I peek my head in from time to time, sometimes offer to make a salad dressing or dessert, but usually happy to be assigned the already carefully planned tasks that Mum's worked out. Her timing is impeccable; with Megan due at youth band rehearsal at 5, dinner's always on the table around 4. Sometimes Dad and Meg make homemade pasta, cranking out perfectly shaped strips of yellowish dough, while Mum roasts vegetables or simmers a sauce that goes perfectly with the fish Dad caught on his most recent fishing trip. I'm never shy to get the cheese out before we sit down to dinner, so that it's ready to eat after the plates have been cleared away and before Megan jets off to practice.
Then, before we eat, we hold hands and for a brief moment, every week, we say grace together. We each take a turn wishing blessings on the family member seated next to us, and for that one moment, all is quiet around us. It's the perfect meditation that lasts all week long. Though we trundle off to Mass after dinner, the short grace that we say before our Sunday meal is one of the most sacred moments of my week.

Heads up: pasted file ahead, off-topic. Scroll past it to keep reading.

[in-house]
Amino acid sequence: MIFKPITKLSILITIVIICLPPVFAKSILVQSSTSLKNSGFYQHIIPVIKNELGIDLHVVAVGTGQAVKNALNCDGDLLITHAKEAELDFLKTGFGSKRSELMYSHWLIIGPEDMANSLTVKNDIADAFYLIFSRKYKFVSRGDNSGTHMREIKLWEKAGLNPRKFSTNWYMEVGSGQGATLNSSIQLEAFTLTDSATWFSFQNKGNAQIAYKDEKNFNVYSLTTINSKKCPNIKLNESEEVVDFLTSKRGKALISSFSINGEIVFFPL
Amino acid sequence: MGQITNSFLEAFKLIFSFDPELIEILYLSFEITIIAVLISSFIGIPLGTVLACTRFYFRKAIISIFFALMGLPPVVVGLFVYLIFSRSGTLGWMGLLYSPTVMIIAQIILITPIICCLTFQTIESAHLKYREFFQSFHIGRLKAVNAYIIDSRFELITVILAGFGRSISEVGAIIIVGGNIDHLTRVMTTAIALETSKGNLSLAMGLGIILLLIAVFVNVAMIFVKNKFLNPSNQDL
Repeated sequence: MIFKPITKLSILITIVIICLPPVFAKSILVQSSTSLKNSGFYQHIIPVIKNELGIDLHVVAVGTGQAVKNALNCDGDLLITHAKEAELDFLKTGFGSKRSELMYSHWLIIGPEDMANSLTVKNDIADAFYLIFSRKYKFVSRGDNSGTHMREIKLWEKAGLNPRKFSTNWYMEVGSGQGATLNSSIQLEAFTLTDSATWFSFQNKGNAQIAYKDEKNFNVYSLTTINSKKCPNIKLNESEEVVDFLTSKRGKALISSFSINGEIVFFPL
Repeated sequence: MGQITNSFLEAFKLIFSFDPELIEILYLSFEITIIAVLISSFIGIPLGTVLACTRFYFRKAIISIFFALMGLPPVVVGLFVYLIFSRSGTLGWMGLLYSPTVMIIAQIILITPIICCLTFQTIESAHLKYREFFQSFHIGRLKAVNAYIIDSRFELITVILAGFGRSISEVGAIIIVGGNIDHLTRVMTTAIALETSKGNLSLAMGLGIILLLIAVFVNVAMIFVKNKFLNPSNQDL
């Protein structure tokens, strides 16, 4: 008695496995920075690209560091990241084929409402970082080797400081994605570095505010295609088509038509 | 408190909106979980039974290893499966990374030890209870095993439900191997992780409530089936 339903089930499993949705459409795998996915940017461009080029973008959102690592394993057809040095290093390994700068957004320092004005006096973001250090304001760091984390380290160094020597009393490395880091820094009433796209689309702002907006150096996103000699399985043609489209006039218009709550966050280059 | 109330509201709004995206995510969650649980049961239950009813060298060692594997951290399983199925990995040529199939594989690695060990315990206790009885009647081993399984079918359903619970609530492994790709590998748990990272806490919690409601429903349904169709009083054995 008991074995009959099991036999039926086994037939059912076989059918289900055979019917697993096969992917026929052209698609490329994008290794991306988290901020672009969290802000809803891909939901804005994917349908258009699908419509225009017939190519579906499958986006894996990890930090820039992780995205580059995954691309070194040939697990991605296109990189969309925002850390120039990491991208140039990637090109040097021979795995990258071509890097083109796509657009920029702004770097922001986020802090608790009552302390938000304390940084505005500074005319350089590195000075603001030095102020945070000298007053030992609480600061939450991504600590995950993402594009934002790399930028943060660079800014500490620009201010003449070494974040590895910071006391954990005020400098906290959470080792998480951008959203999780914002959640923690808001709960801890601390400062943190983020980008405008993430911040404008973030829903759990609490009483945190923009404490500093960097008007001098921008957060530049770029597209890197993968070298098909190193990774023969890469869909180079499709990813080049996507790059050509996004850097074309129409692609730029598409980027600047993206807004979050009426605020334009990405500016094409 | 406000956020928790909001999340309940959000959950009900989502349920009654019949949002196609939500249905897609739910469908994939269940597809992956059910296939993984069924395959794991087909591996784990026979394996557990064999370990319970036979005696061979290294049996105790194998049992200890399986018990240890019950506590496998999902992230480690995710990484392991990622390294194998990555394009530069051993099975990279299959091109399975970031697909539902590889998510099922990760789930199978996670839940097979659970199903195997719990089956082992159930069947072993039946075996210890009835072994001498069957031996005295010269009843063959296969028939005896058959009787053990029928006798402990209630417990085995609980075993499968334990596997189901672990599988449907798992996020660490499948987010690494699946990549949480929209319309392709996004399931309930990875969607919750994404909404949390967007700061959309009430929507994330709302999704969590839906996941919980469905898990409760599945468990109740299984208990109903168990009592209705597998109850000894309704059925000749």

At Mass, we sing along with Megan and the youth band. Mum says her prayers the Irish way, and I secretly love to hear her do so-- it's a reminder of the family across the ocean who have also attended Mass that same day. Dad never applauds the occasional speaker after Communion, and Niamh and I sometimes revert back to childhood and attempt to outsqueeze each other's hands during the Our Father. For a sacrament so full of tradition and meditation, it's the routine of being there with my family that I appreciate most.